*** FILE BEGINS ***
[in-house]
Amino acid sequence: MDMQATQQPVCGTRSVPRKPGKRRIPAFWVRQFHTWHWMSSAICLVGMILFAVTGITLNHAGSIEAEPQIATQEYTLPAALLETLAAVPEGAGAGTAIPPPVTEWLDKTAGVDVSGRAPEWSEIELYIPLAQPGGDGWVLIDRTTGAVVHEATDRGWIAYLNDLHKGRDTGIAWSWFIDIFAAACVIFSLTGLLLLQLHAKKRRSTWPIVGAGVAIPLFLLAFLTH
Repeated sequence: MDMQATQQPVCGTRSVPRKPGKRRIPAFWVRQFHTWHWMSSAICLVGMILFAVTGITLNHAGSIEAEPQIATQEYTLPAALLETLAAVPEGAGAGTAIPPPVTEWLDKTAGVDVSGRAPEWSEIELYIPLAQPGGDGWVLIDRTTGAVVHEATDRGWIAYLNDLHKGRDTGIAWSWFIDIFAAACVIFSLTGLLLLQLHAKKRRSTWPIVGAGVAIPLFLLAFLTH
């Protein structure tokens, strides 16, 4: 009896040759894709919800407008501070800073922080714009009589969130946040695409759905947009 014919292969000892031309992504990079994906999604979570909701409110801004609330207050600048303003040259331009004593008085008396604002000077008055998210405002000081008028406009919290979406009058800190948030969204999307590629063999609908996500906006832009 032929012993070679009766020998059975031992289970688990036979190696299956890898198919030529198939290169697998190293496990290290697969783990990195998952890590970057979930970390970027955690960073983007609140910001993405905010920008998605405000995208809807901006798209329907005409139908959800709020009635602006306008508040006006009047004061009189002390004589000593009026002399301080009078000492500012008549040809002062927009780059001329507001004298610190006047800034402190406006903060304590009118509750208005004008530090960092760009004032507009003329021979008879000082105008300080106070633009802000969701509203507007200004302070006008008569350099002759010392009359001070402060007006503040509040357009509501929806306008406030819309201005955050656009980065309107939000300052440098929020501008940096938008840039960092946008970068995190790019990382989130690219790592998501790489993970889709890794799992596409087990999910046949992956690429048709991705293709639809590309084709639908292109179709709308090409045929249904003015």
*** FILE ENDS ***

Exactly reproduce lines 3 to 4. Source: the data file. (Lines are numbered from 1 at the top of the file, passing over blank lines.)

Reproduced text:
Repeated sequence: MDMQATQQPVCGTRSVPRKPGKRRIPAFWVRQFHTWHWMSSAICLVGMILFAVTGITLNHAGSIEAEPQIATQEYTLPAALLETLAAVPEGAGAGTAIPPPVTEWLDKTAGVDVSGRAPEWSEIELYIPLAQPGGDGWVLIDRTTGAVVHEATDRGWIAYLNDLHKGRDTGIAWSWFIDIFAAACVIFSLTGLLLLQLHAKKRRSTWPIVGAGVAIPLFLLAFLTH
């Protein structure tokens, strides 16, 4: 009896040759894709919800407008501070800073922080714009009589969130946040695409759905947009 014919292969000892031309992504990079994906999604979570909701409110801004609330207050600048303003040259331009004593008085008396604002000077008055998210405002000081008028406009919290979406009058800190948030969204999307590629063999609908996500906006832009 032929012993070679009766020998059975031992289970688990036979190696299956890898198919030529198939290169697998190293496990290290697969783990990195998952890590970057979930970390970027955690960073983007609140910001993405905010920008998605405000995208809807901006798209329907005409139908959800709020009635602006306008508040006006009047004061009189002390004589000593009026002399301080009078000492500012008549040809002062927009780059001329507001004298610190006047800034402190406006903060304590009118509750208005004008530090960092760009004032507009003329021979008879000082105008300080106070633009802000969701509203507007200004302070006008008569350099002759010392009359001070402060007006503040509040357009509501929806306008406030819309201005955050656009980065309107939000300052440098929020501008940096938008840039960092946008970068995190790019990382989130690219790592998501790489993970889709890794799992596409087990999910046949992956690429048709991705293709639809590309084709639908292109179709709308090409045929249904003015």